I’ve seen, felt, and experienced these patterns in virtual worlds – seen people come in who then construct their personas from a single reference point…a look, an interest, whatever. They come in to pursue one narrow path and then find that their personas take on a constructivist recursion. And I’ve seen others who come in who construct personas and identities that seem complete, but that are then whittled away, a falling off of the fixed points of identity that they thought would be so important when they first arrived. Over time, their emotions, personas, and relationships fix to that beautiful singularity, from which the strange loop can bring them back to a new “live” self that is both a product of the virtual extension and a producer of it.

But what really intrigues me, and something I don’t post about very much, is the idea of magic, creativity and spirituality. I believe the world has lost the pulse of magic – as Pais might say the sort of shamanistic thread, the deep pulse, the vibration beneath things. When I was a kid, my parents would try to understand why I was so quiet and spacey (hmm…they still ask me that, I guess things don’t change that much), and I struggled to explain that I heard a river underneath things, or what I came to call an echo – the faint vibration of a deeper music.

There’s all sorts of ways to try to bring language to this, but at its core is the idea that creativity IS what we are. I’m not sure I entirely believe in how Pais titled things – to perceive is to create…because that implies that without the viewer there is no reality. Instead, I’d propose a flip – to create is to perceive. Only through the act of creation – an avatar, a work of art, a poem, a blog entry – can we give expression to how we perceive reality, and in that expression come closer to understanding what the Buddhists mean by illusion. Through creation, we come to understand that the power is not our own, and is not only imperfect, but is never quite what we set out to create in the first place. If our imaginations exceed our capacity to realize those strange visions, then perhaps our ability to perceive reality is also flawed. Our acceptance of this is what might liberates us from ego.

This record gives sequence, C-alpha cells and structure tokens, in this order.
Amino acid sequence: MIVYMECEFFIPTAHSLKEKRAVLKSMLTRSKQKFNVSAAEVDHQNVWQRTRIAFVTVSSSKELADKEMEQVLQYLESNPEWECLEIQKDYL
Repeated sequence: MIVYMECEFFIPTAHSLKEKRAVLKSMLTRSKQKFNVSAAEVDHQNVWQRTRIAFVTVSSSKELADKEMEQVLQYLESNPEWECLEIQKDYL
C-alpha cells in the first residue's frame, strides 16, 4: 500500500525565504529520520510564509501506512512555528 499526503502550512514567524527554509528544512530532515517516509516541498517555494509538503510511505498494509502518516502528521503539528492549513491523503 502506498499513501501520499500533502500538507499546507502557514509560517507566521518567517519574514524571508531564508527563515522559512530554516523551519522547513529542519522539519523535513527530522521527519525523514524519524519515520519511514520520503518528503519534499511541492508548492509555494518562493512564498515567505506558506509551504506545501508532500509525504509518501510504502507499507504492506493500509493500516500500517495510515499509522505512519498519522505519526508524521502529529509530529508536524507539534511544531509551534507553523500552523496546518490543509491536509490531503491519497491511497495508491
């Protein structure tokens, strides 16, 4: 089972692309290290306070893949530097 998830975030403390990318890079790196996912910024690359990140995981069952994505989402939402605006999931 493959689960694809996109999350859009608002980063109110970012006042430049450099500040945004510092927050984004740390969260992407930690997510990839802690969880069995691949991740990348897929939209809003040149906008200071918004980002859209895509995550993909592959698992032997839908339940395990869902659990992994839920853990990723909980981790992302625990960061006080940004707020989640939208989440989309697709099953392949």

Magic taught us that there is a second source of power. Shamanism teaches us to watch for the indications of that power in the world around us, and to put the ego aside while we channel the deeper rivers.

The very imperfection of virtual worlds may be one of their strengths. Synthetic worlds are immersive enough, and tap into enough magic, that they give us new tools for creation – bringing us closer to understanding how imperfect our capacity for rendering our visions truly is. But their imperfections preserve the nested hierarchies of the strange loop. This imperfection, this recursiveness, may bring us to the age of the Turing machine – virtual worlds that are recursive unto themselves…the strange loop, the Godel paradox, alive in the shuttling back and forth, the strange loopiness within worlds and across them, and finally the traces left behind…our virtual selves living beyond us, feeding a new recursive pattern the meaning of which we can’t imagine, or which instead of imagining we choose to dread.